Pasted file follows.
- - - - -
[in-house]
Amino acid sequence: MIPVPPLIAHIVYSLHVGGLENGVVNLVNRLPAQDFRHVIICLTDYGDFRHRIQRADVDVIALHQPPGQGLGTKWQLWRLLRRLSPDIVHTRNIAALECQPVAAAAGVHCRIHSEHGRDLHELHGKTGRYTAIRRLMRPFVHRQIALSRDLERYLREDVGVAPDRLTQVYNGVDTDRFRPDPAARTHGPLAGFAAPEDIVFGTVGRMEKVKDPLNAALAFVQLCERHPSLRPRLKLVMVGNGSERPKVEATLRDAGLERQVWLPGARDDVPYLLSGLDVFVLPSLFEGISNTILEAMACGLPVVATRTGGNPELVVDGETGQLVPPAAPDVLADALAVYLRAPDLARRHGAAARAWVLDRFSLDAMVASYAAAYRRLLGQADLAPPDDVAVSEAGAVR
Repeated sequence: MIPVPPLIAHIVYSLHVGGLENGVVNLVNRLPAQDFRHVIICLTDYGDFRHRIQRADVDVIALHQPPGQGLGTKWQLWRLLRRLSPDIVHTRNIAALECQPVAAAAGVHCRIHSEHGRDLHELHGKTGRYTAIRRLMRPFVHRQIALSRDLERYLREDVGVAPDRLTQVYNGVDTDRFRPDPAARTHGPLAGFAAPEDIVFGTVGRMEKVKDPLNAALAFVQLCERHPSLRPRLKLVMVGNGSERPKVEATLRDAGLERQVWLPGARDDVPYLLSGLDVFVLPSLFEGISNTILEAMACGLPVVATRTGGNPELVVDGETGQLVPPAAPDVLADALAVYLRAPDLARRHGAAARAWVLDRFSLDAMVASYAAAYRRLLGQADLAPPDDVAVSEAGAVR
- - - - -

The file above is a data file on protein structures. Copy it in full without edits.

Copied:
[in-house]
Amino acid sequence: MIPVPPLIAHIVYSLHVGGLENGVVNLVNRLPAQDFRHVIICLTDYGDFRHRIQRADVDVIALHQPPGQGLGTKWQLWRLLRRLSPDIVHTRNIAALECQPVAAAAGVHCRIHSEHGRDLHELHGKTGRYTAIRRLMRPFVHRQIALSRDLERYLREDVGVAPDRLTQVYNGVDTDRFRPDPAARTHGPLAGFAAPEDIVFGTVGRMEKVKDPLNAALAFVQLCERHPSLRPRLKLVMVGNGSERPKVEATLRDAGLERQVWLPGARDDVPYLLSGLDVFVLPSLFEGISNTILEAMACGLPVVATRTGGNPELVVDGETGQLVPPAAPDVLADALAVYLRAPDLARRHGAAARAWVLDRFSLDAMVASYAAAYRRLLGQADLAPPDDVAVSEAGAVR
Repeated sequence: MIPVPPLIAHIVYSLHVGGLENGVVNLVNRLPAQDFRHVIICLTDYGDFRHRIQRADVDVIALHQPPGQGLGTKWQLWRLLRRLSPDIVHTRNIAALECQPVAAAAGVHCRIHSEHGRDLHELHGKTGRYTAIRRLMRPFVHRQIALSRDLERYLREDVGVAPDRLTQVYNGVDTDRFRPDPAARTHGPLAGFAAPEDIVFGTVGRMEKVKDPLNAALAFVQLCERHPSLRPRLKLVMVGNGSERPKVEATLRDAGLERQVWLPGARDDVPYLLSGLDVFVLPSLFEGISNTILEAMACGLPVVATRTGGNPELVVDGETGQLVPPAAPDVLADALAVYLRAPDLARRHGAAARAWVLDRFSLDAMVASYAAAYRRLLGQADLAPPDDVAVSEAGAVR